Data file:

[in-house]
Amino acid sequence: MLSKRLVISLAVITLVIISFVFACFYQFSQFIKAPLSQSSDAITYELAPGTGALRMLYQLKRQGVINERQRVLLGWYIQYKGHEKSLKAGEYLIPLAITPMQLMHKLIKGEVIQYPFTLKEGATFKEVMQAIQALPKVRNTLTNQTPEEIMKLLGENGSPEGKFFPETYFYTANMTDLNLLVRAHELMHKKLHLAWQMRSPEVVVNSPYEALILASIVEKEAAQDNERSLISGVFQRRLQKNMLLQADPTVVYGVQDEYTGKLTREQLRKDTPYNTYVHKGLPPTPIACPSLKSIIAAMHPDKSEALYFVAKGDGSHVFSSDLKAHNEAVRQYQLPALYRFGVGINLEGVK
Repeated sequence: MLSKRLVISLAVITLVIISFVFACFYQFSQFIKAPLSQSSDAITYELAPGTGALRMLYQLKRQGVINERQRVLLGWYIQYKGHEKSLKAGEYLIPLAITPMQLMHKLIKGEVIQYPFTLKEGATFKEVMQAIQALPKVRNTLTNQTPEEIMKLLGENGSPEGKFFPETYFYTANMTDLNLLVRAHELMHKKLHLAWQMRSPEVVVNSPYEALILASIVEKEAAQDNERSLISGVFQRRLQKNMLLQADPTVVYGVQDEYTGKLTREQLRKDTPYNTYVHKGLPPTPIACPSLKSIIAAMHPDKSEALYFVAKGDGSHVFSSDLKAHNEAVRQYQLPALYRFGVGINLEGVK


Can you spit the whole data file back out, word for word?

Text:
[in-house]
Amino acid sequence: MLSKRLVISLAVITLVIISFVFACFYQFSQFIKAPLSQSSDAITYELAPGTGALRMLYQLKRQGVINERQRVLLGWYIQYKGHEKSLKAGEYLIPLAITPMQLMHKLIKGEVIQYPFTLKEGATFKEVMQAIQALPKVRNTLTNQTPEEIMKLLGENGSPEGKFFPETYFYTANMTDLNLLVRAHELMHKKLHLAWQMRSPEVVVNSPYEALILASIVEKEAAQDNERSLISGVFQRRLQKNMLLQADPTVVYGVQDEYTGKLTREQLRKDTPYNTYVHKGLPPTPIACPSLKSIIAAMHPDKSEALYFVAKGDGSHVFSSDLKAHNEAVRQYQLPALYRFGVGINLEGVK
Repeated sequence: MLSKRLVISLAVITLVIISFVFACFYQFSQFIKAPLSQSSDAITYELAPGTGALRMLYQLKRQGVINERQRVLLGWYIQYKGHEKSLKAGEYLIPLAITPMQLMHKLIKGEVIQYPFTLKEGATFKEVMQAIQALPKVRNTLTNQTPEEIMKLLGENGSPEGKFFPETYFYTANMTDLNLLVRAHELMHKKLHLAWQMRSPEVVVNSPYEALILASIVEKEAAQDNERSLISGVFQRRLQKNMLLQADPTVVYGVQDEYTGKLTREQLRKDTPYNTYVHKGLPPTPIACPSLKSIIAAMHPDKSEALYFVAKGDGSHVFSSDLKAHNEAVRQYQLPALYRFGVGINLEGVK